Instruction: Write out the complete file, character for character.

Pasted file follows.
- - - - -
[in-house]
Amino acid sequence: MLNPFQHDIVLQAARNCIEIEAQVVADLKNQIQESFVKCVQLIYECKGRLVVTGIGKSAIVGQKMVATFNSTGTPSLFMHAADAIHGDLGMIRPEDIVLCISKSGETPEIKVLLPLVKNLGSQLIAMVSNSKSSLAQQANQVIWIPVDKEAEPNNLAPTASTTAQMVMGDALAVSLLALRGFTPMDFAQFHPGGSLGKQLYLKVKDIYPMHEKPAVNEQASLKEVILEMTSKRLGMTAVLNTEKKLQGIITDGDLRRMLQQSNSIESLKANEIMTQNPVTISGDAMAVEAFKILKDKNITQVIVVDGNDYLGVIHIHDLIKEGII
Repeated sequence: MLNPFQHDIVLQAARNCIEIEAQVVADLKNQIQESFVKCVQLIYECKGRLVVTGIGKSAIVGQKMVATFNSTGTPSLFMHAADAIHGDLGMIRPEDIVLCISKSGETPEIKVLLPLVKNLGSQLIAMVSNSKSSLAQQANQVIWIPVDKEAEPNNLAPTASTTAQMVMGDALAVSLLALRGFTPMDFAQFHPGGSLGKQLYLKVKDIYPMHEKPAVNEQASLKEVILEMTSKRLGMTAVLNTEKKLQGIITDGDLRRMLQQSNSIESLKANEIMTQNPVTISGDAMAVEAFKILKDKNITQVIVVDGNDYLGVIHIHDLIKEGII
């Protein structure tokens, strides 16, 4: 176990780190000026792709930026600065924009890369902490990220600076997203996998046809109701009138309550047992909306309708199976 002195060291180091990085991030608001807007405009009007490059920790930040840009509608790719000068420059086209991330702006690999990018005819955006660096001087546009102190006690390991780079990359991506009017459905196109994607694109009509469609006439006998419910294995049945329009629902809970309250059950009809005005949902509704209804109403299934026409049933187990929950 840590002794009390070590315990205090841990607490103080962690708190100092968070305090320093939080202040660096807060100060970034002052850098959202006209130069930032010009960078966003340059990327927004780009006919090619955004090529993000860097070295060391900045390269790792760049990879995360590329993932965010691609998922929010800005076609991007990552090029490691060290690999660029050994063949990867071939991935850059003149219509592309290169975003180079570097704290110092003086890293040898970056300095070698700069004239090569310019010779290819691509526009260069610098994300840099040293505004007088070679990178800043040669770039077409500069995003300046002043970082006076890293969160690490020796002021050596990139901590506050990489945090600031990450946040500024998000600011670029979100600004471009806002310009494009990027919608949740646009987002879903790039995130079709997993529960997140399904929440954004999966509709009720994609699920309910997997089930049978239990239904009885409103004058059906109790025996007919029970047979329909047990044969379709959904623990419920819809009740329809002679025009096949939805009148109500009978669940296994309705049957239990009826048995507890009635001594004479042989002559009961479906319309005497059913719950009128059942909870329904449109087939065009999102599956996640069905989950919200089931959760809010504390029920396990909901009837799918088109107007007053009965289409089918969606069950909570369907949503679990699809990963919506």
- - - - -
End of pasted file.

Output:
[in-house]
Amino acid sequence: MLNPFQHDIVLQAARNCIEIEAQVVADLKNQIQESFVKCVQLIYECKGRLVVTGIGKSAIVGQKMVATFNSTGTPSLFMHAADAIHGDLGMIRPEDIVLCISKSGETPEIKVLLPLVKNLGSQLIAMVSNSKSSLAQQANQVIWIPVDKEAEPNNLAPTASTTAQMVMGDALAVSLLALRGFTPMDFAQFHPGGSLGKQLYLKVKDIYPMHEKPAVNEQASLKEVILEMTSKRLGMTAVLNTEKKLQGIITDGDLRRMLQQSNSIESLKANEIMTQNPVTISGDAMAVEAFKILKDKNITQVIVVDGNDYLGVIHIHDLIKEGII
Repeated sequence: MLNPFQHDIVLQAARNCIEIEAQVVADLKNQIQESFVKCVQLIYECKGRLVVTGIGKSAIVGQKMVATFNSTGTPSLFMHAADAIHGDLGMIRPEDIVLCISKSGETPEIKVLLPLVKNLGSQLIAMVSNSKSSLAQQANQVIWIPVDKEAEPNNLAPTASTTAQMVMGDALAVSLLALRGFTPMDFAQFHPGGSLGKQLYLKVKDIYPMHEKPAVNEQASLKEVILEMTSKRLGMTAVLNTEKKLQGIITDGDLRRMLQQSNSIESLKANEIMTQNPVTISGDAMAVEAFKILKDKNITQVIVVDGNDYLGVIHIHDLIKEGII
């Protein structure tokens, strides 16, 4: 176990780190000026792709930026600065924009890369902490990220600076997203996998046809109701009138309550047992909306309708199976 002195060291180091990085991030608001807007405009009007490059920790930040840009509608790719000068420059086209991330702006690999990018005819955006660096001087546009102190006690390991780079990359991506009017459905196109994607694109009509469609006439006998419910294995049945329009629902809970309250059950009809005005949902509704209804109403299934026409049933187990929950 840590002794009390070590315990205090841990607490103080962690708190100092968070305090320093939080202040660096807060100060970034002052850098959202006209130069930032010009960078966003340059990327927004780009006919090619955004090529993000860097070295060391900045390269790792760049990879995360590329993932965010691609998922929010800005076609991007990552090029490691060290690999660029050994063949990867071939991935850059003149219509592309290169975003180079570097704290110092003086890293040898970056300095070698700069004239090569310019010779290819691509526009260069610098994300840099040293505004007088070679990178800043040669770039077409500069995003300046002043970082006076890293969160690490020796002021050596990139901590506050990489945090600031990450946040500024998000600011670029979100600004471009806002310009494009990027919608949740646009987002879903790039995130079709997993529960997140399904929440954004999966509709009720994609699920309910997997089930049978239990239904009885409103004058059906109790025996007919029970047979329909047990044969379709959904623990419920819809009740329809002679025009096949939805009148109500009978669940296994309705049957239990009826048995507890009635001594004479042989002559009961479906319309005497059913719950009128059942909870329904449109087939065009999102599956996640069905989950919200089931959760809010504390029920396990909901009837799918088109107007007053009965289409089918969606069950909570369907949503679990699809990963919506």